Our search tool, Acumen, is good for turning up items related to a given person or topic, but it can also be used to uncover particular types of items. While diaries and letters are popular tools for research, there are countless other interesting and useful document types represented in our digital collections…like the telegram.
We’d like to think technology of the past is so different from our own, but long before we were able to create text messages with our phones or compress our thoughts into 140 characters on Twitter, we were sending short bursts of information via telegraphy.
In telegrams, friends could say hello — or even pass along a greeting from a third party.
They could also share their sorrows, however briefly.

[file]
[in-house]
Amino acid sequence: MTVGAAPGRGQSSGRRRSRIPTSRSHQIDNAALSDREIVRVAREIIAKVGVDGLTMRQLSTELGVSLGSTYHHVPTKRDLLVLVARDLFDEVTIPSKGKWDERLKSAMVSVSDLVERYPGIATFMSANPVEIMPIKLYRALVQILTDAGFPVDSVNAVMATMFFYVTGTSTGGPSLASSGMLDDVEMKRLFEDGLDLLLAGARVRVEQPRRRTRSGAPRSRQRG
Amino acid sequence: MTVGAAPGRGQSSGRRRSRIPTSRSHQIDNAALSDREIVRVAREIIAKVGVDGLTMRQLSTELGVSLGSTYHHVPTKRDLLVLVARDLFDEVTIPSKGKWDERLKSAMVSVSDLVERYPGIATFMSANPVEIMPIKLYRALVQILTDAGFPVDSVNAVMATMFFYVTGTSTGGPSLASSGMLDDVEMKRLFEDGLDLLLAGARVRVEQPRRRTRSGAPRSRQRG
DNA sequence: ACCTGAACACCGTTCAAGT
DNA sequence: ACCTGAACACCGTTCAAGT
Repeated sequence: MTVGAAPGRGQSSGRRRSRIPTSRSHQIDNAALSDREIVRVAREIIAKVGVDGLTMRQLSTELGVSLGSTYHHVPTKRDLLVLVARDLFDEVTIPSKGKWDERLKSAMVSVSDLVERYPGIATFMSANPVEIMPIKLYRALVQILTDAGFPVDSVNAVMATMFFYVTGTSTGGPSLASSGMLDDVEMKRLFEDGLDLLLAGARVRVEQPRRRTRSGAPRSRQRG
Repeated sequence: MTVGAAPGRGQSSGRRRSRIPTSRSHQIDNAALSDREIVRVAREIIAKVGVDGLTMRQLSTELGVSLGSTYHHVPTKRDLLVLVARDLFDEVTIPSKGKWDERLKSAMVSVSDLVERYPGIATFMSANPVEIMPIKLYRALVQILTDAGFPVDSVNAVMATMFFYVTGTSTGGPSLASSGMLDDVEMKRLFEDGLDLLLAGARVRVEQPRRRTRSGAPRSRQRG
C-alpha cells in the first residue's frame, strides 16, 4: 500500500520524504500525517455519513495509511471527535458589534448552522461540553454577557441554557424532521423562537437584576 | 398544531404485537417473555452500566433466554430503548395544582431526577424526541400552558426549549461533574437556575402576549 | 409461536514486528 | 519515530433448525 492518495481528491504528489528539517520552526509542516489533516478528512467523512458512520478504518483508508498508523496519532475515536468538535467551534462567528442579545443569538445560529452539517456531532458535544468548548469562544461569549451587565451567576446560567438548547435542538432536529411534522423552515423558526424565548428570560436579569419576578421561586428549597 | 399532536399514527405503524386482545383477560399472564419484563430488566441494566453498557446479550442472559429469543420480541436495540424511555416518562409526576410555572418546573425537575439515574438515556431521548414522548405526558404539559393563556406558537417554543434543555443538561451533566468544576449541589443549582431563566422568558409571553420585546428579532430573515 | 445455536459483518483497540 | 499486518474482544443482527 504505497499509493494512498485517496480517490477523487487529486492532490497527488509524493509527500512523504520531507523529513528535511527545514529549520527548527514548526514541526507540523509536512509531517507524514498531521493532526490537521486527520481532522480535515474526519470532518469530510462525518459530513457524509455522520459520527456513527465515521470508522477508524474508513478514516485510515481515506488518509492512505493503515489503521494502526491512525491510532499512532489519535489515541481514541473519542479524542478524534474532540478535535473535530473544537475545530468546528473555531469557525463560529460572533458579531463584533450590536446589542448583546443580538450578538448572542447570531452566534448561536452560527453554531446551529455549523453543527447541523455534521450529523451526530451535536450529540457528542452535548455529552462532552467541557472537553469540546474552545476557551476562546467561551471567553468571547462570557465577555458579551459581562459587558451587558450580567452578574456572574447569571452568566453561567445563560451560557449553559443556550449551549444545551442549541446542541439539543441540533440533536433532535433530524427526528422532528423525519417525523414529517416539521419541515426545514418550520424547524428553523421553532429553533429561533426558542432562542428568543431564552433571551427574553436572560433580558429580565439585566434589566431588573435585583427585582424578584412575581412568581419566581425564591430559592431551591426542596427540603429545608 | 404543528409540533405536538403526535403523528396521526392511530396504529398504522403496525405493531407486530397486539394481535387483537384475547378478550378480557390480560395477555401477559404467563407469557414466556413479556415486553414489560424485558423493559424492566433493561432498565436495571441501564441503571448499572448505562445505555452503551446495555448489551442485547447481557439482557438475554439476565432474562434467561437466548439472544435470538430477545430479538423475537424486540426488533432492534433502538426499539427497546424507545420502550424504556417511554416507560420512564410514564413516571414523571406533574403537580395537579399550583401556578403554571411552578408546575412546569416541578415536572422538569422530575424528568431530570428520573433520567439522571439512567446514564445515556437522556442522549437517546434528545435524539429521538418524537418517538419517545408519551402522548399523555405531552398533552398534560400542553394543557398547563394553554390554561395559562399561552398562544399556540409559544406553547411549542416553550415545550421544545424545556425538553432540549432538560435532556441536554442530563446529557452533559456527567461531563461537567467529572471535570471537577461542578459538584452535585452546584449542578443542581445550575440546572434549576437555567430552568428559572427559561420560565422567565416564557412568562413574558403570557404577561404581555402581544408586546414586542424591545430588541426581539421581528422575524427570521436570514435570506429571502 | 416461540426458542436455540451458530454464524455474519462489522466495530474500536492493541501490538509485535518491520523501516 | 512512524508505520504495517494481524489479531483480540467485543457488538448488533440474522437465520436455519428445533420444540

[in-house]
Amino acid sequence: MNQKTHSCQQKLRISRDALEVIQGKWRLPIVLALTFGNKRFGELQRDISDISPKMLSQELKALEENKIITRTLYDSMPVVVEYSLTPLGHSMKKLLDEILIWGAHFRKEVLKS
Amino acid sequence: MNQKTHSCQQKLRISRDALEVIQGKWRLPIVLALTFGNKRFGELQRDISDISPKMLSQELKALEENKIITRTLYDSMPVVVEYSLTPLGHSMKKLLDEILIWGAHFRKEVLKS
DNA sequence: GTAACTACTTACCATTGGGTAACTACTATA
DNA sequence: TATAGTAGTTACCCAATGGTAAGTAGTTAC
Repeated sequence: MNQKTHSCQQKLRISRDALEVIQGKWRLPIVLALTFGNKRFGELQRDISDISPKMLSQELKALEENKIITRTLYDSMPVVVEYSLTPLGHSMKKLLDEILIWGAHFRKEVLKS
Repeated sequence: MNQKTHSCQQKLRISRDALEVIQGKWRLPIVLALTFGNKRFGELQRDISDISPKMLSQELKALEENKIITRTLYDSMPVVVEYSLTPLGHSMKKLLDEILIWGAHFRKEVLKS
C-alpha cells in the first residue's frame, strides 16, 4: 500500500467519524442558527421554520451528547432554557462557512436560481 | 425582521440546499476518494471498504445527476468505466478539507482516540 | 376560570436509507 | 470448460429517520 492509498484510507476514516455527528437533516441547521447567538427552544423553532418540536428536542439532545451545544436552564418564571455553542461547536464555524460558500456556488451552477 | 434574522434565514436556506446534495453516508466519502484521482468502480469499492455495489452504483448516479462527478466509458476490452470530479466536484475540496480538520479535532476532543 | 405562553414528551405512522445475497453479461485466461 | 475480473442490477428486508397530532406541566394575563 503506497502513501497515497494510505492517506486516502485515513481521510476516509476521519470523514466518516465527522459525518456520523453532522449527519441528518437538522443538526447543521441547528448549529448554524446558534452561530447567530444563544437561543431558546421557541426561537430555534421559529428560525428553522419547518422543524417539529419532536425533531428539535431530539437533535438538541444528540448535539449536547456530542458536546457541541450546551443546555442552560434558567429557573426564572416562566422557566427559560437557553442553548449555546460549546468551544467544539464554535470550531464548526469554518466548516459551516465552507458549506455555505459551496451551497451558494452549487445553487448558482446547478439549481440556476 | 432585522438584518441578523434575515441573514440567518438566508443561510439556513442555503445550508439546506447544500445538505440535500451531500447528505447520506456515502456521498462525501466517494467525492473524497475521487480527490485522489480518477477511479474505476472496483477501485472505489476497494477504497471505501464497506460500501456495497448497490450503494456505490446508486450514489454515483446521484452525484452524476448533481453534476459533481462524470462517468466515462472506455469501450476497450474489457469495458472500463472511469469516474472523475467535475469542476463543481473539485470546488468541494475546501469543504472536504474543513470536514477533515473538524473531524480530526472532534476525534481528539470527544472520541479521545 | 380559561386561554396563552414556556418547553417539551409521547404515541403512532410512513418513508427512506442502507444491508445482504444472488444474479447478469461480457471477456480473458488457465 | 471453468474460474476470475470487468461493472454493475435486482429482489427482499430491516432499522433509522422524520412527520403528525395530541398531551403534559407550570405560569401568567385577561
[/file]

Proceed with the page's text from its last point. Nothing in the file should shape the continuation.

In fact, some sorrows came from over the ocean, as with this message about a soldier fighting in WWI.
Telegrams were often used to keep family members and friends in the loop, even if they didn’t always work as planned.
If a person had enough money, brevity might fly out the window. This telegram reads like a postcard — or your average (free!) Facebook status update.
Before holiday e-cards, there were speciality telegrams for season’s greetings.
Even in the midst of war, a holiday message over the wires could remind people of family, friends, and the possibility of renewal.
This year, the Jewish high holy day Rosh Hashanah begins at sunset on Sept. 16. L’Shanah Tovah.
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